World of Material Handling 2016 got off to a successful start and is now offering an expected 6,000 visitors from all over the world an abundance of information about the latest challenges in intralogistics. Linde Material Handling has recognised four major trends here – Automation, Connectivity, Individualisation and Power Systems – which will be presented in detail during the fair under the motto “linked perspectives”. How did Linde discover them? The answer is almost too simple to be true: close customer relations!
Close customer relations – an empty phrase?
I’ve really noticed it in all my discussions with the employees I’ve met so far during the event. They fill the idea of close customer relations with life in a way I’ve never experienced before with other firms. Many companies make pronouncements about their closeness to customers in their brochures, but how many of them actually live this idea? If all firms were like that, there would be far fewer bad products and less poor service. Without close customer relations, a company cannot realise good products or keep up with the times and its customers. It is therefore no coincidence that I have heard more than once in discussions with visitors that “Linde is the authority when it comes to forklifts!” This should be understood as an honour, an acknowledgement of the attention to detail and high quality standards shown in realising products and services. People abroad probably describe this as “made in Germany”.
Andreas Krinninger on close customer relations
Andreas Krinninger (CEO Linde Material Handling) explicitly acknowledged these close customer relations when he welcomed a large number of visitors with the words: “Supporting our customers in optimising their material handling performance is our key priority! Our target is to be the company that best understands our customers’ material handling challenges and performance improvement opportunities.”
He said the following about the four trends – Automation, Connectivity, Individualisation and Power Systems: “These four trends suggest a high growth momentum for the intralogistics sector. The four trends will largely determine the further development of our offering. We need a broad-based approach to help our customers optimise their ever more complex process chains.”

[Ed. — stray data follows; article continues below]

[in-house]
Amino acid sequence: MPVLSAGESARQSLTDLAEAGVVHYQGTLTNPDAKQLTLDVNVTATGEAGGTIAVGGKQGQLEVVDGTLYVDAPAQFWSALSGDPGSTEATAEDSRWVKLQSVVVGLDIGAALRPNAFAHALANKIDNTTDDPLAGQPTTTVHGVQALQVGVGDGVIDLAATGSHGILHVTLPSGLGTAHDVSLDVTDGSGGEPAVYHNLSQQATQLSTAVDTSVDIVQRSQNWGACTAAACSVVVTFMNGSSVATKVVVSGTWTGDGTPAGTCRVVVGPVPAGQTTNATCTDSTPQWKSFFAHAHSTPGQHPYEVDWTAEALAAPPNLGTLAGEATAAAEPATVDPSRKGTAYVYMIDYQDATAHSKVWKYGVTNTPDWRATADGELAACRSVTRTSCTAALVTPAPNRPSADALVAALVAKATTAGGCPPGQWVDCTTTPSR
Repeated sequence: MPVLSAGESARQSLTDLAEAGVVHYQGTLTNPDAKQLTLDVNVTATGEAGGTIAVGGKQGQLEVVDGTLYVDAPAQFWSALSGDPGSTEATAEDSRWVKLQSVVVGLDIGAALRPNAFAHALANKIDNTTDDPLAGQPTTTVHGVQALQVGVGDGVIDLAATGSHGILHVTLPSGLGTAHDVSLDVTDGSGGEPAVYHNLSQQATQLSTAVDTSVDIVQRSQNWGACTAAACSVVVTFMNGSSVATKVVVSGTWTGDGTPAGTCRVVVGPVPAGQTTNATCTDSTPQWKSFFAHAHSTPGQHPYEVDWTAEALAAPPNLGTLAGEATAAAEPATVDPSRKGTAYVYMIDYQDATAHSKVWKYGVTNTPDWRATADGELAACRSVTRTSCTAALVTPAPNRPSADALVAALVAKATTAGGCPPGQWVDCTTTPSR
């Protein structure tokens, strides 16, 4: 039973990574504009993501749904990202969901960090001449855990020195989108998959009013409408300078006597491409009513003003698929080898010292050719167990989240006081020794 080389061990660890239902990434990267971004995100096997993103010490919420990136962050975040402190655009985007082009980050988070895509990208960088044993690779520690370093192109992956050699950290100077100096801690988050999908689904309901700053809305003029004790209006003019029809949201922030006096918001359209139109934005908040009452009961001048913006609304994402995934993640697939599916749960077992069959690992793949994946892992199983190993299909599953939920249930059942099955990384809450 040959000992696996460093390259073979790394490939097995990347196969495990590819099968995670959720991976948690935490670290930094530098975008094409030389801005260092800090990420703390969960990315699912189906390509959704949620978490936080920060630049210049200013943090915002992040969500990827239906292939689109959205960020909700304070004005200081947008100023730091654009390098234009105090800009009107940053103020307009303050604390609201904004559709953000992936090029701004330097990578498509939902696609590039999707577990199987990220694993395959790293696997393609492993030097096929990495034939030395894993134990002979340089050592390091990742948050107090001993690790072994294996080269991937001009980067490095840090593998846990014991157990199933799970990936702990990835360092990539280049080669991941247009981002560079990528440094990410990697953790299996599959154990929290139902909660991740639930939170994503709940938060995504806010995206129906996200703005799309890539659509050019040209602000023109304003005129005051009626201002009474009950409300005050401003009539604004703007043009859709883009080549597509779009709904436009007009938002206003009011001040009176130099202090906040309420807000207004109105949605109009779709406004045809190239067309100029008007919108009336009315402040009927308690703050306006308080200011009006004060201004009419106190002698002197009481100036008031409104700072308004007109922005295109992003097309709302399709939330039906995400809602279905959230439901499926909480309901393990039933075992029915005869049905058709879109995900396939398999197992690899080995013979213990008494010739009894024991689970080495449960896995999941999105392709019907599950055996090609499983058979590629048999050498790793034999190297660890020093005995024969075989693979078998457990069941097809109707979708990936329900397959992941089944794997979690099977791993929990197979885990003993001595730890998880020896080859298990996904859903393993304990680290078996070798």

What do the four trends mean in concrete terms?
Christophe Lautray, Linde Material Handling’s Chief Sales Officer, outlined them in greater detail for visitors. Let us sum up what he said here:
The key to increasing efficiency is no longer only the vehicle itself, but its integration in processes. Based on an increasing number of sensors and communication systems, the world of intralogistics is increasingly becoming an interconnected operations system. You could even regard it as a kind of operating system. No matter which machine is being operated or which software is being used, the operating system ensures all the components are connected.
The steadily growing range of autonomous industrial trucks capable of driving and lifting without an operator is accompanied by a clear paradigm shift: the boundaries between manual and fully automatic operation are becoming increasingly fuzzy. What’s more, the concept of the “smart factory” already indicates where things are heading. Automated vehicles communicate not only with WMS and ERP systems, but also with other devices, roller conveyors and gates as well as machines and equipment.
Ultimately, dwindling resources, stricter emissions regulations and higher sustainability and efficiency standards are leading to the introduction of alternative power systems. Today, customers like BMW are already relying on vehicles powered by fuel cells or lithium-ion batteries to put the principle of sustainability into practice throughout the production process. More and more customers are asking about alternatives to lead-acid batteries. A significant proportion of vehicles will use lithium-ion technology in the foreseeable future.
The growing e-commerce market is resulting in a steady decrease in batch sizes while simultaneously bringing about a fundamental change in the requirements for order picking and product handling. As a result, there is increasing demand for larger numbers of models, options and custom manufactured products to be able to keep up with competitors while simultaneously increasing efficiency, improving safety and reducing costs.
What comes next?
So now we know the four major trends. But what do they mean in practice? So much for the theory. Next, during the event, I will illustrate all four areas with practical examples and applications, and also interview fair visitors – customers, experts and partners – to make this as lively and concrete as possible.